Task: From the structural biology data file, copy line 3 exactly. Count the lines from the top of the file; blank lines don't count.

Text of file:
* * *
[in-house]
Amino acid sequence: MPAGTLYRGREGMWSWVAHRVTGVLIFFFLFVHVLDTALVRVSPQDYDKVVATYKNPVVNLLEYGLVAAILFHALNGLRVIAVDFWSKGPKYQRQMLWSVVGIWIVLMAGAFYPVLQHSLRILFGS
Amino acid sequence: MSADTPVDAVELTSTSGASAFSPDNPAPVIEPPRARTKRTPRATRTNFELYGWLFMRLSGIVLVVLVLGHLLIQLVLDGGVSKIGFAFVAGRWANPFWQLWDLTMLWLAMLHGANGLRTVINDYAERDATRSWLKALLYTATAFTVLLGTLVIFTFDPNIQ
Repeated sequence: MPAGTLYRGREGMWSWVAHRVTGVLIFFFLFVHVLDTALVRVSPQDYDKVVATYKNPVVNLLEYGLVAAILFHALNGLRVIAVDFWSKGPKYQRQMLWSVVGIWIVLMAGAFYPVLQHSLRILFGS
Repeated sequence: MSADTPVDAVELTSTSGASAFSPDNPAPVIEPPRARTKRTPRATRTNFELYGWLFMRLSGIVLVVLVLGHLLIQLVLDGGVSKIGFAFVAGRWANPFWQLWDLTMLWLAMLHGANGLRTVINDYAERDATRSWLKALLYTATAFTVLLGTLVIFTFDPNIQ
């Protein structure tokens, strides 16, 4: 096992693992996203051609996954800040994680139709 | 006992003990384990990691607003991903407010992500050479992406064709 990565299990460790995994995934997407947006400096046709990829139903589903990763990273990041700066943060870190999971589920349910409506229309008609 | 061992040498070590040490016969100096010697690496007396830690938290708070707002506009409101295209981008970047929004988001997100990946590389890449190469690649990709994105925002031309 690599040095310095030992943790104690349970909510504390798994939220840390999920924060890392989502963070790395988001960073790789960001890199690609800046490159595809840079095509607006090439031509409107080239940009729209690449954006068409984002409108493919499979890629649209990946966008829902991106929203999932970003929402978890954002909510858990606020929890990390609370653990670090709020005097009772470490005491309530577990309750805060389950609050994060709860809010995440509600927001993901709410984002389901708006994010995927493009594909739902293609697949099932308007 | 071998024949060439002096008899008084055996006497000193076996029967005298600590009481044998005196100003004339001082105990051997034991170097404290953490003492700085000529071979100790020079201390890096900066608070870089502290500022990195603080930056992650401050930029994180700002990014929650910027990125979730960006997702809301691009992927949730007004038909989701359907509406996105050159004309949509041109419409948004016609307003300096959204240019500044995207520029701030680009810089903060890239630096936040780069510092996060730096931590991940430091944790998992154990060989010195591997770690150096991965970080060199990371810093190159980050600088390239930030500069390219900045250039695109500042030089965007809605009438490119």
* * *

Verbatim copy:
Amino acid sequence: MSADTPVDAVELTSTSGASAFSPDNPAPVIEPPRARTKRTPRATRTNFELYGWLFMRLSGIVLVVLVLGHLLIQLVLDGGVSKIGFAFVAGRWANPFWQLWDLTMLWLAMLHGANGLRTVINDYAERDATRSWLKALLYTATAFTVLLGTLVIFTFDPNIQ